An Introduction to JavaScript Error Handling


Error handling is simple in JavaScript but it’s often shrouded in mystery and can become complicated when considering asynchronous code.

An “error” is a object you can throw to raise an exception — which could halt the program if it’s not captured and dealt with appropriately. You can create an Error object by passing an optional message to the constructor:

const e = new Error('An error has occurred');

You can also use Error like a function without new — it still returns an Error object identical to that above:

const e = Error('An error has occurred');

You can pass a filename and a line number as the second and third parameters:

const e = new Error('An error has occurred', 'script.js', 99);

This is rarely necessary since these default to the line where you created the Error object in the current file.

Once created, an Error object has the following properties which you can read and write:

  • .name: the name of the Error type ("Error" in this case)
  • .message: the error message

The following read/write properties are also supported in Firefox:

  • .fileName: the file where the error occurred
  • .lineNumber: the line number where the error occurred
  • .columnNumber: the column number on the line where the error occurred
  • .stack: a stack trace — the list of functions calls made to reach the error.

Error Types

As well as a generic Error, JavaScript supports specific error types:

The JavaScript interpreter will raise appropriate errors as necessary. In most cases, you will use Error or perhaps TypeError in your own code.

Throwing an Exception

Creating an Error object does nothing on its own. You must throw an Error to raise an exception:

throw new Error('An error has occurred');

This sum() function throws a TypeError when either argument is not a number — the return is never executed:

function sum(a, b) {

  if (isNaN(a) || isNaN(b)) {
    throw new TypeError('Value is not a number.');
  }

  return a + b;

}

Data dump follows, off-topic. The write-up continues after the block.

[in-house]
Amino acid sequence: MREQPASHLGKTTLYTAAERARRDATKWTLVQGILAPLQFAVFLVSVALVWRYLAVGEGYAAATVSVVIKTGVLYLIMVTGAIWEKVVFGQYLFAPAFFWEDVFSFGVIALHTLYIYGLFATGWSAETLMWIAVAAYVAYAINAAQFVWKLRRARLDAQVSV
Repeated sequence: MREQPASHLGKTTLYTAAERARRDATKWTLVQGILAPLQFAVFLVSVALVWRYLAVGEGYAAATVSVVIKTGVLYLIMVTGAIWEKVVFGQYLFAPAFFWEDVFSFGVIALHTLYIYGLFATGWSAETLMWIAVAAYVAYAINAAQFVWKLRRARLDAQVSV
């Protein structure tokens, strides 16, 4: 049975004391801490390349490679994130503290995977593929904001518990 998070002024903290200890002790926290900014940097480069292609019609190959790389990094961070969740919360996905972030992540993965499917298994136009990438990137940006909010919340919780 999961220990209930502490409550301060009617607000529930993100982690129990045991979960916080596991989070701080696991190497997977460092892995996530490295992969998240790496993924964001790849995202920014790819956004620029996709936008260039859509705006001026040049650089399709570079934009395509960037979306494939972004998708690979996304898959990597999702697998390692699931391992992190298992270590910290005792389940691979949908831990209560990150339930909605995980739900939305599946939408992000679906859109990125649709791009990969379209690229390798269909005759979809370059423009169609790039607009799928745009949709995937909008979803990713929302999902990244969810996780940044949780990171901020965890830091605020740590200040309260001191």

It’s practical to throw an Error object but you can use any value or object:

throw 'Error string';
throw 42;
throw true;
throw { message: 'An error', name: 'CustomError' };

When you throw an exception it bubbles up the call stack — unless it’s caught. Uncaught exceptions eventually reach the top of the stack where the program will halt and show an error in the DevTools console, e.g.

Uncaught TypeError: Value is not a number.
  sum https://mysite.com/js/index.js:3

Catching Exceptions

You can catch exceptions in a try ... catch block:

try {
  console.log( sum(1, 'a') );
}
catch (err) {
  console.error( err.message );
}

This executes the code in the try {} block but, when an exception occurs, the catch {} block receives the object returned by the throw.

A catch block can analyse the error and react accordingly, e.g.

try {
  console.log( sum(1, 'a') );
}
catch (err) {
  if (err instanceof TypeError) {
    console.error( 'wrong type' );
  }
  else {
    console.error( err.message );
  }
}

You can define an optional finally {} block if you require code to run whether the try or catch code executes. This can be useful when cleaning up, e.g. to close a database connection in Node.js or Deno:

try {
  console.log( sum(1, 'a') );
}
catch (err) {
  console.error( err.message );
}
finally {
  // this always runs
  console.log( 'program has ended' );
}

A try block requires either a catch block, a finally block, or both. Note that when a finally block contains a return, that value becomes the return value for the whole try ... catch ... finally regardless of any return statements in the try and catch blocks.